SWAT-style medical teams helping defuse mental health crises
Published Thursday, March 14, 2013 10:06PM EDT
Last Updated Thursday, March 14, 2013 11:32PM EDT
Thousands of times each week, Canadians suffering from mental health crises call 911 for help. But the first responders who come to their door -- usually firefighters or police -- are often ill-equipped to help them.
Now, taking a page from police-inspired SWAT teams, some communities in Canada are experimenting with a way of handling such emergencies by creating 24-hour emergency response teams of mental health specialists who know how to get patients the kind of care they need.
London, Ont., is one Canadian city that recently set up such a service and it‘s already proving a success.
Since last November, people with psychiatric or psychological health problems are now able to call for help either directly to the specialized team or via 911 to access care more efficiently.
Instead of police being dispatched, counsellors and social workers from the Canadian Mental Health Association respond to offer solutions. In many cases, there is no need for a trip to the hospital.
“It’s like a house call for mental health, where people come to where you are, where you need it,” says Michele Van Beers, the managing director of the Canadian Mental Health Association of London and Middlesex.
“They haven’t broken the law, they don’t need to go in the hospital; they just need to have somebody help them with their crisis right now.”
Van Beers says it’s not just people who have serious psychiatric disorders or who are suicidal who call.
“It is also the woman at home with the child suffering from postpartum depression. It could be the university student who is completely overwhelmed. It could be the father who has anxiety because he has lost his job,” she says.
Kristy Reece, a team leader of the London Mobile Response Team, says it appears there was a real need for this service in her community. “There is certainly a demand for service. In the first 89 days of service, we had 229 calls,” she says.
Last year, police officers in London responded to 1,700 calls alone from those suffering mental health issues.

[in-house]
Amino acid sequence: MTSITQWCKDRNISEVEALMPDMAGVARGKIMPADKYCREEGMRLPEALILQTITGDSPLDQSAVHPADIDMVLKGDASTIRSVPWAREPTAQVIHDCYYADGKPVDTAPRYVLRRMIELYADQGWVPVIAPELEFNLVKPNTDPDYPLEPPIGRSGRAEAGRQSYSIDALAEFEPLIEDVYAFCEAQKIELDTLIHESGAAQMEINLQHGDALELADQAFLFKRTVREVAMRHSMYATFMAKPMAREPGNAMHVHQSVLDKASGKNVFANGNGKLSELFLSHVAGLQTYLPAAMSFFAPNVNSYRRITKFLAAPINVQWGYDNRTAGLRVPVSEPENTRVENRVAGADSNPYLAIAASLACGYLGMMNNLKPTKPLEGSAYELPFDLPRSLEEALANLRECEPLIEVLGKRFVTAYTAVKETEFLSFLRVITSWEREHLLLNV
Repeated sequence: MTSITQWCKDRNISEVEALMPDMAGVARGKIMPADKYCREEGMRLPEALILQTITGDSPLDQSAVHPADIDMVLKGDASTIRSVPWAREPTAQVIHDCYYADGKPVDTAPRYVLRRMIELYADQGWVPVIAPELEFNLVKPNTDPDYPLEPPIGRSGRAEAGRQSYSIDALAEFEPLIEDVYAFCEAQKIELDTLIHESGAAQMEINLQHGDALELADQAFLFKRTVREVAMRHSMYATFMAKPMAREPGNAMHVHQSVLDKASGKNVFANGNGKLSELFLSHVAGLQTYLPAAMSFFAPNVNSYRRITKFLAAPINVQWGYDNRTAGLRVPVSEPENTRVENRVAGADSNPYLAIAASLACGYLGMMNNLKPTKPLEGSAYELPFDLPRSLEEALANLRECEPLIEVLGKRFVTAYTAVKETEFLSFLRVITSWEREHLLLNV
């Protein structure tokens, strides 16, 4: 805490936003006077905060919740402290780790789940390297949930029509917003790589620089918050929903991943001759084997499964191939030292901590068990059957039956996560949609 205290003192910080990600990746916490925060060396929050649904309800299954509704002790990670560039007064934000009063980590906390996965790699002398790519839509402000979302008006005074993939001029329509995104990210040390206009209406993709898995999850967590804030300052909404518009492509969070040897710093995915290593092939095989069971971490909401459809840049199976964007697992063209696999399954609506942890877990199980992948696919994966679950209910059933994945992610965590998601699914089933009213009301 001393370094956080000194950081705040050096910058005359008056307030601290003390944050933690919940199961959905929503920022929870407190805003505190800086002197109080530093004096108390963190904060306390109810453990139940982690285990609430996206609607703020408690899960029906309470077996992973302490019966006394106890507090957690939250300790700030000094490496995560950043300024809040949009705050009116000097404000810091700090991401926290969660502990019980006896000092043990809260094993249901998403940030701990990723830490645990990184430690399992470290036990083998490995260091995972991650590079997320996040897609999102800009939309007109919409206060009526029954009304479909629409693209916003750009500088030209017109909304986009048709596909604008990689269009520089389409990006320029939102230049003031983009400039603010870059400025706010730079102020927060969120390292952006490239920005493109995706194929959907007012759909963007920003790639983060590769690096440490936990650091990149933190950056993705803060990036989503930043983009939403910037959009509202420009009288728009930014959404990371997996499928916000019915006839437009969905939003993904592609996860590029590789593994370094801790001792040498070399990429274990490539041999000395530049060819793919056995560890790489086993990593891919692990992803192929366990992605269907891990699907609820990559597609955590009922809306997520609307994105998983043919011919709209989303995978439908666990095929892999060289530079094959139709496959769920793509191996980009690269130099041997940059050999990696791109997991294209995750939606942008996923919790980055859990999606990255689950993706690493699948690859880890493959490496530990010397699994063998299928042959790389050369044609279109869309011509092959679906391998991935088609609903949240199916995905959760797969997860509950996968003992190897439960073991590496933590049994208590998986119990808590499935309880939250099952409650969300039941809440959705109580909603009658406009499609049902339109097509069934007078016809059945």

London resident Savanna (who asked that her last name not be used) has struggled with severe mood swings for years. The 24-year-old says each time the police were called during one of her crises, they'd bring her to the local hospital’s crowded emergency department, where the solutions were temporary.
But a recent call to the mobile mental health team quickly got her the counselling and medication she needed.
“They can open doors quicker, in a sense. They can get you into outreach or counselling quicker than the hospitals,” Savanna says.
Reece says the response team also avoids the need for a police visit, which often further escalates a crisis.
“The police aren't the right place to go for crisis intervention. But patients had no other options,” she says.
“So now that the team is in operation, these clients are not ending up in the emergency room, they are not ending up being charged. We are able to de-escalate the situation as it is happening and link them with other services.”
Similar emergency response units are in place in parts of Toronto, Halifax and elsewhere in Canada, suggesting that this innovative approach to mental health may continue to be copied by communities across the country.
With a report from CTV medical specialist Avis Favaro and producer Elizabeth St. Philip